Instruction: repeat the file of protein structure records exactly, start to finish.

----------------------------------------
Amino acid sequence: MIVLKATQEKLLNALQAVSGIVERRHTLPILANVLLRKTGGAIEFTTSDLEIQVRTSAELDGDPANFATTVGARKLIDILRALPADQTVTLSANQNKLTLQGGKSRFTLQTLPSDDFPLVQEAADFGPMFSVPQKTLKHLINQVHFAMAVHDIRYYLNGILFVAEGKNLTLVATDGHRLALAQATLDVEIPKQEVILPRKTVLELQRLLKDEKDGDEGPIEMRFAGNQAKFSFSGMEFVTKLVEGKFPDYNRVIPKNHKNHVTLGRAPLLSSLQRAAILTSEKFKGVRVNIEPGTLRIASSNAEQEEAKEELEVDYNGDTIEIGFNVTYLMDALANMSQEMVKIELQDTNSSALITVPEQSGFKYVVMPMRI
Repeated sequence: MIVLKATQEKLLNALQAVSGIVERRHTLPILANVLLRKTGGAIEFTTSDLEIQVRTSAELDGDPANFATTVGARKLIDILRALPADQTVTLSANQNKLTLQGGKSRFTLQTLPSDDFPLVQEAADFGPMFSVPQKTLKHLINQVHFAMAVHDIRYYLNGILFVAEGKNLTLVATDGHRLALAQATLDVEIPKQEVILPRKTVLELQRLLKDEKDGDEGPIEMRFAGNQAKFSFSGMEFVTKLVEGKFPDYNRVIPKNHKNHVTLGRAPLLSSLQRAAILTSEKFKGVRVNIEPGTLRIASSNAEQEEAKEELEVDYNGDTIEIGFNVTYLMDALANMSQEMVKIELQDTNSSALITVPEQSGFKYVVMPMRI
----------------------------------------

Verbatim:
Amino acid sequence: MIVLKATQEKLLNALQAVSGIVERRHTLPILANVLLRKTGGAIEFTTSDLEIQVRTSAELDGDPANFATTVGARKLIDILRALPADQTVTLSANQNKLTLQGGKSRFTLQTLPSDDFPLVQEAADFGPMFSVPQKTLKHLINQVHFAMAVHDIRYYLNGILFVAEGKNLTLVATDGHRLALAQATLDVEIPKQEVILPRKTVLELQRLLKDEKDGDEGPIEMRFAGNQAKFSFSGMEFVTKLVEGKFPDYNRVIPKNHKNHVTLGRAPLLSSLQRAAILTSEKFKGVRVNIEPGTLRIASSNAEQEEAKEELEVDYNGDTIEIGFNVTYLMDALANMSQEMVKIELQDTNSSALITVPEQSGFKYVVMPMRI
Repeated sequence: MIVLKATQEKLLNALQAVSGIVERRHTLPILANVLLRKTGGAIEFTTSDLEIQVRTSAELDGDPANFATTVGARKLIDILRALPADQTVTLSANQNKLTLQGGKSRFTLQTLPSDDFPLVQEAADFGPMFSVPQKTLKHLINQVHFAMAVHDIRYYLNGILFVAEGKNLTLVATDGHRLALAQATLDVEIPKQEVILPRKTVLELQRLLKDEKDGDEGPIEMRFAGNQAKFSFSGMEFVTKLVEGKFPDYNRVIPKNHKNHVTLGRAPLLSSLQRAAILTSEKFKGVRVNIEPGTLRIASSNAEQEEAKEELEVDYNGDTIEIGFNVTYLMDALANMSQEMVKIELQDTNSSALITVPEQSGFKYVVMPMRI